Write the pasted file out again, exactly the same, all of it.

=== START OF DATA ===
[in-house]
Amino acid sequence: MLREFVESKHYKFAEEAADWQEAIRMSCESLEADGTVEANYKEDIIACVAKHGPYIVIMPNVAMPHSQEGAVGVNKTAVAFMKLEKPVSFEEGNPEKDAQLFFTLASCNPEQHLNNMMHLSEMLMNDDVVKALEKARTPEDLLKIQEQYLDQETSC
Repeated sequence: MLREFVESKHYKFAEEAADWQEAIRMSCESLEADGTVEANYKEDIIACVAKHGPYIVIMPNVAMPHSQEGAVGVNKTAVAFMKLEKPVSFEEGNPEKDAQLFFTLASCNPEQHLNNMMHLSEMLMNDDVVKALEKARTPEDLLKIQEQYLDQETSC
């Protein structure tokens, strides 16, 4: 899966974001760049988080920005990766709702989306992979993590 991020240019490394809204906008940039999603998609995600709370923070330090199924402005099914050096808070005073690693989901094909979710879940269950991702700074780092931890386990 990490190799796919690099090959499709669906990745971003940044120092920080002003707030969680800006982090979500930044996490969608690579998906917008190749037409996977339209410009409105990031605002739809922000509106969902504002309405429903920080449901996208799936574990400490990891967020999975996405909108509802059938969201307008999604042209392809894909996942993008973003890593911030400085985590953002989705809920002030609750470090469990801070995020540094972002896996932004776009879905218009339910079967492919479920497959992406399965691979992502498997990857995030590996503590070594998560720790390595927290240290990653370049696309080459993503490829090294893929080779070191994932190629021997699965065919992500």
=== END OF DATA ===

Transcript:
[in-house]
Amino acid sequence: MLREFVESKHYKFAEEAADWQEAIRMSCESLEADGTVEANYKEDIIACVAKHGPYIVIMPNVAMPHSQEGAVGVNKTAVAFMKLEKPVSFEEGNPEKDAQLFFTLASCNPEQHLNNMMHLSEMLMNDDVVKALEKARTPEDLLKIQEQYLDQETSC
Repeated sequence: MLREFVESKHYKFAEEAADWQEAIRMSCESLEADGTVEANYKEDIIACVAKHGPYIVIMPNVAMPHSQEGAVGVNKTAVAFMKLEKPVSFEEGNPEKDAQLFFTLASCNPEQHLNNMMHLSEMLMNDDVVKALEKARTPEDLLKIQEQYLDQETSC
């Protein structure tokens, strides 16, 4: 899966974001760049988080920005990766709702989306992979993590 991020240019490394809204906008940039999603998609995600709370923070330090199924402005099914050096808070005073690693989901094909979710879940269950991702700074780092931890386990 990490190799796919690099090959499709669906990745971003940044120092920080002003707030969680800006982090979500930044996490969608690579998906917008190749037409996977339209410009409105990031605002739809922000509106969902504002309405429903920080449901996208799936574990400490990891967020999975996405909108509802059938969201307008999604042209392809894909996942993008973003890593911030400085985590953002989705809920002030609750470090469990801070995020540094972002896996932004776009879905218009339910079967492919479920497959992406399965691979992502498997990857995030590996503590070594998560720790390595927290240290990653370049696309080459993503490829090294893929080779070191994932190629021997699965065919992500």